Metformin and Cancer

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The benefits of metformin in diabetes are well established, and it’s no surprise that it is the first choice of medication for treatment of type 2 diabetes. Metformin can lower the hemoglobin A1c by 1-2% and improve insulin sensitivity. It is well tolerated for most patients, although some have severe gastrointestinal issues and are unable to take it. Some patients may also develop neuropathy after long term use, likely related to vitamin B-12 deficiency due to decreased absorption in the GI tract.

Metformin is also effective for other conditions such as polycystic ovarian syndrome, prediabetes, and weight loss.

Studies have also shown a potential role for metformin in reducing cancer risk. By improving insulin sensitivity, the amount of insulin circulating in the bloodstream is decreased. This leads to a decrease in the proliferation of cancer cells that express insulin growth factor (IGF) receptors.

One study showed a decrease in the risk of liver cancer among users of metformin. Patients on metformin with aspirin or metformin with a statin had an even lower risk of liver cancer.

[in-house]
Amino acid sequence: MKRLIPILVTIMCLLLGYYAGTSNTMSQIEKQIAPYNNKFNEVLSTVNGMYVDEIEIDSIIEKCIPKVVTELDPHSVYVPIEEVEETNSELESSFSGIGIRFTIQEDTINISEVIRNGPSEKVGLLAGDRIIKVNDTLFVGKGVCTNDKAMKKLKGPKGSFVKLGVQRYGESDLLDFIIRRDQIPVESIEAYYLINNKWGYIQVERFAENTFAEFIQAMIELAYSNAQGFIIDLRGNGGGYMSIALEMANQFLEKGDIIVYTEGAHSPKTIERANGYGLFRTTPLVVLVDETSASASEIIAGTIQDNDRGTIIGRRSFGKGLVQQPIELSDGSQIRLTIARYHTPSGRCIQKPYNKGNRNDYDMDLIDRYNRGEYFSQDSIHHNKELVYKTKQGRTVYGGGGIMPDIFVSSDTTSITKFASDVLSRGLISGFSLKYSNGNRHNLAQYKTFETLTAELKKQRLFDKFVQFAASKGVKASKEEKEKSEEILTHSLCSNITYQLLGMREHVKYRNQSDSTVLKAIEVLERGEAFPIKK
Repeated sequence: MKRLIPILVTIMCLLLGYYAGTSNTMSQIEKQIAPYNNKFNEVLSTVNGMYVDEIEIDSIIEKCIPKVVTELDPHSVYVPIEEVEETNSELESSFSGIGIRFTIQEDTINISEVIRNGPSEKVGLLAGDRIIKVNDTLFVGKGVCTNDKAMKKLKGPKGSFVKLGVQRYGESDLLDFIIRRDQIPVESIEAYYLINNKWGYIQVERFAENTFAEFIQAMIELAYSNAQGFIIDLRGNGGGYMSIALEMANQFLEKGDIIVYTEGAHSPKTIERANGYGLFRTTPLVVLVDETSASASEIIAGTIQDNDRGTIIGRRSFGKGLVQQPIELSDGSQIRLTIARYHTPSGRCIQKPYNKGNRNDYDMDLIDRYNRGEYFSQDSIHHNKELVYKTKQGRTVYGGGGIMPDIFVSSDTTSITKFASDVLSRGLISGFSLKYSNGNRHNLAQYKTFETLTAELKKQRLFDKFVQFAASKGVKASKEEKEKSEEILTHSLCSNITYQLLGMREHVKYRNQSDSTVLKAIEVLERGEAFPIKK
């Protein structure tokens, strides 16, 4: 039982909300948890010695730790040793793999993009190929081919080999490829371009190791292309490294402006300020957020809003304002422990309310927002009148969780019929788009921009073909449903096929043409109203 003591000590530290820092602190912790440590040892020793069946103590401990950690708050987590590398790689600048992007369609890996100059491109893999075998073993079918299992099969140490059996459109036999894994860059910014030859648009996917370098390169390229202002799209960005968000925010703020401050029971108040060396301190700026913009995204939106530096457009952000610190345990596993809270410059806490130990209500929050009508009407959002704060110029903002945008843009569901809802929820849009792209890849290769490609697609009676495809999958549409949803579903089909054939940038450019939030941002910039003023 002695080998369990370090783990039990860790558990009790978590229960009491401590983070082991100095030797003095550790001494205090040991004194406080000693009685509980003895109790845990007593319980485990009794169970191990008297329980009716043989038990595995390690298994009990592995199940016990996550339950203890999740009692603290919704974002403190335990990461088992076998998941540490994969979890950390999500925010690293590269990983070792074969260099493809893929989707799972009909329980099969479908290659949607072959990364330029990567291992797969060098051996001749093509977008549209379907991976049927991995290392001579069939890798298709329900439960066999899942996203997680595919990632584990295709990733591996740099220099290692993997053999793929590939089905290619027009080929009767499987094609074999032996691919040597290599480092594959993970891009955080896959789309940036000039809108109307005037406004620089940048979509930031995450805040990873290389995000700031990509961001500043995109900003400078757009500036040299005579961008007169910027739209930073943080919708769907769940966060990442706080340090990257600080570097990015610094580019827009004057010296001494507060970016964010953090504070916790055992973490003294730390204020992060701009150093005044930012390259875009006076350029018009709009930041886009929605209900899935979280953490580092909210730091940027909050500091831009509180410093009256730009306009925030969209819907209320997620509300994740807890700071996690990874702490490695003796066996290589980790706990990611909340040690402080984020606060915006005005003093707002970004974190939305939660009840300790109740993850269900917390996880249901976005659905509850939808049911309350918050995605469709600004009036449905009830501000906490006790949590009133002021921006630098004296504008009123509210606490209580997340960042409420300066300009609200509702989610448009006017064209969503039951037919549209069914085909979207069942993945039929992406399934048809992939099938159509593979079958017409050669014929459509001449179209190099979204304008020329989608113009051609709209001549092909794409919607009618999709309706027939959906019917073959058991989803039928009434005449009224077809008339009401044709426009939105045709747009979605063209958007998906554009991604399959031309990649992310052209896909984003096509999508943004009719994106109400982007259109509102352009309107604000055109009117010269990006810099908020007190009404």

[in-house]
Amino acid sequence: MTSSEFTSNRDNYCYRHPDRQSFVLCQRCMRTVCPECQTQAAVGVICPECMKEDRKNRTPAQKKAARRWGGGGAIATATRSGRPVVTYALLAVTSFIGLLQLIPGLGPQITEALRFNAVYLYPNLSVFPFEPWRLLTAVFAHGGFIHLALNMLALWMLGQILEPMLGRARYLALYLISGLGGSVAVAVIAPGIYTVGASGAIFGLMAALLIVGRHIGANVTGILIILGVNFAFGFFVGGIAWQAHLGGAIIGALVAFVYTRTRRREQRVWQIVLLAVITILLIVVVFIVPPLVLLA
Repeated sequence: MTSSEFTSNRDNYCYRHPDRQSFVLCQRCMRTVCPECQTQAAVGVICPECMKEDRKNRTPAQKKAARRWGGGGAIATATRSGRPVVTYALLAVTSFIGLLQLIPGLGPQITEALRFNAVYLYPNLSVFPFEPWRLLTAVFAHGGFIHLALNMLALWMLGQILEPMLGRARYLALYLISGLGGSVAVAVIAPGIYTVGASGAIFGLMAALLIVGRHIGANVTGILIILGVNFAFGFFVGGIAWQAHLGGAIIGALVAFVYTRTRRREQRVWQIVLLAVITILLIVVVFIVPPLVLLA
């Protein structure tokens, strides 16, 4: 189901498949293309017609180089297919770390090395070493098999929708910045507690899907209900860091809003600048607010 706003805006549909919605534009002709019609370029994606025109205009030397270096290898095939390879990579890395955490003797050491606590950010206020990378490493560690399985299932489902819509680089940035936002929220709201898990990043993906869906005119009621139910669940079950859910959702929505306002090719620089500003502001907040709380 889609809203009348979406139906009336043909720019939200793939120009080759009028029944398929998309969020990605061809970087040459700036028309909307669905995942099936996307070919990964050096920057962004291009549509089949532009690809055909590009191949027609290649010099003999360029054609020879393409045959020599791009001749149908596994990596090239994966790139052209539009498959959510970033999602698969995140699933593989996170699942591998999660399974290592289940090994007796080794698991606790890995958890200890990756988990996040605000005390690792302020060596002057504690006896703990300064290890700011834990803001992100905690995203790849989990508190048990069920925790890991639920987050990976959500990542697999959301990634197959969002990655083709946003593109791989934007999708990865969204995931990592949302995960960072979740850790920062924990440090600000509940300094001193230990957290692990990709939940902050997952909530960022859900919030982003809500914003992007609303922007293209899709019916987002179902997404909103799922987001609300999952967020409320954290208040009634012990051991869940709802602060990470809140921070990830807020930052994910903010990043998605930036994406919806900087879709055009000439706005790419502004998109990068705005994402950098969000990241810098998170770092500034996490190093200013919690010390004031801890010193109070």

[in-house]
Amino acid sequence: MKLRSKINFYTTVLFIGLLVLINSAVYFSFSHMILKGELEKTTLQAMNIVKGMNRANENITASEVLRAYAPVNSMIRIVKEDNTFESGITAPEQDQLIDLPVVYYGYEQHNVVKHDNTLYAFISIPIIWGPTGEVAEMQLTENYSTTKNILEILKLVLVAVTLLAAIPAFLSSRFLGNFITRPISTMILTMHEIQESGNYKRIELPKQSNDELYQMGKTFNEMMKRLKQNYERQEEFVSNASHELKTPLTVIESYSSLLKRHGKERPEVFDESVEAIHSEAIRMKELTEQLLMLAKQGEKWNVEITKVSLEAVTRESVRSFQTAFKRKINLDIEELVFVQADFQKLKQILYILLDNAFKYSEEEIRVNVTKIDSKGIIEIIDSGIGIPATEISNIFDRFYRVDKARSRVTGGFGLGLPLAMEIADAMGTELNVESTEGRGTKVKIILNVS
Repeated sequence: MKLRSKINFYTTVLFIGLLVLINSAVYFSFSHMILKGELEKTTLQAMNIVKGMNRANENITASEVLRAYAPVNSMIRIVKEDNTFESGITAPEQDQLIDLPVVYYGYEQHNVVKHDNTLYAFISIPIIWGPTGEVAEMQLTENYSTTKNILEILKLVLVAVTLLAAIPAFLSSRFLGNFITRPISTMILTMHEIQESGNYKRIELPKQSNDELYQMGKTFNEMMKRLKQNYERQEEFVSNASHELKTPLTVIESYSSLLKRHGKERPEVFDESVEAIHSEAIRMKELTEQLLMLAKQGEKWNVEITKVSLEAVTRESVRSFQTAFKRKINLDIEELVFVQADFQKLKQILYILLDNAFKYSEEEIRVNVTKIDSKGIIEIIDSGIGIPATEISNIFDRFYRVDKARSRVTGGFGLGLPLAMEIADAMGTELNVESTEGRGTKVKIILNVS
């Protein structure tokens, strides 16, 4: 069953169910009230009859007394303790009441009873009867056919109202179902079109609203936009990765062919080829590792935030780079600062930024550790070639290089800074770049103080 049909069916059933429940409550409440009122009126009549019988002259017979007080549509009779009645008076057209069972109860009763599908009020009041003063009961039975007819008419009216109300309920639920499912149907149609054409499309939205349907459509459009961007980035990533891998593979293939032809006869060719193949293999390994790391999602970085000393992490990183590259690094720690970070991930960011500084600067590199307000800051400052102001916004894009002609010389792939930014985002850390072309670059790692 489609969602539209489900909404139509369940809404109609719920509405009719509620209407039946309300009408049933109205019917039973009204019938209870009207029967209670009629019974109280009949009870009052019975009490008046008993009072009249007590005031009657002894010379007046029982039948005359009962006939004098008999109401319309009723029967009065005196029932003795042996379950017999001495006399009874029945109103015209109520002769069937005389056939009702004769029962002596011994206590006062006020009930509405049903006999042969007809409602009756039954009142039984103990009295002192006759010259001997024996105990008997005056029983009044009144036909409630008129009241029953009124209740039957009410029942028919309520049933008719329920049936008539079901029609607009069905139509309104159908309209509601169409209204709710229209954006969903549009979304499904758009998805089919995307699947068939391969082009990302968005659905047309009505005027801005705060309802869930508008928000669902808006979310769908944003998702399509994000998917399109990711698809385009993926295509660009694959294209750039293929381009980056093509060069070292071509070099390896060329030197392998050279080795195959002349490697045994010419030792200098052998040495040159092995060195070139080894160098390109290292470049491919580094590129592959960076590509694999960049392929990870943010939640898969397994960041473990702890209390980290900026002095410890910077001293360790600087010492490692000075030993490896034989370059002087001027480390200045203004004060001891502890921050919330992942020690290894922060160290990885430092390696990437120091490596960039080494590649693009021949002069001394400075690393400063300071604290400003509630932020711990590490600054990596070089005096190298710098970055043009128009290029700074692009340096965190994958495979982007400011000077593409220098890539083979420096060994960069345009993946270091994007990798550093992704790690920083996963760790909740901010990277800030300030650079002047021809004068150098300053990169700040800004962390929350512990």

Another study showed a decreased risk of gastric cancer in patients on metformin, after eradication of H. pylori infection, a significant risk factor for gastric cancer.

We know that patients with type 2 diabetes are more likely to develop cancer, but the mechanism behind that is not fully clear. In a comparison with other blood sugar lowering medications, metformin was shown to be more effective at reducing the risk of developing solid tumors. This suggests that lowering blood sugar is not the only mechanism at work.

Perhaps the best news is that most forms of metformin are very inexpensive. Some stores even give it away for free .

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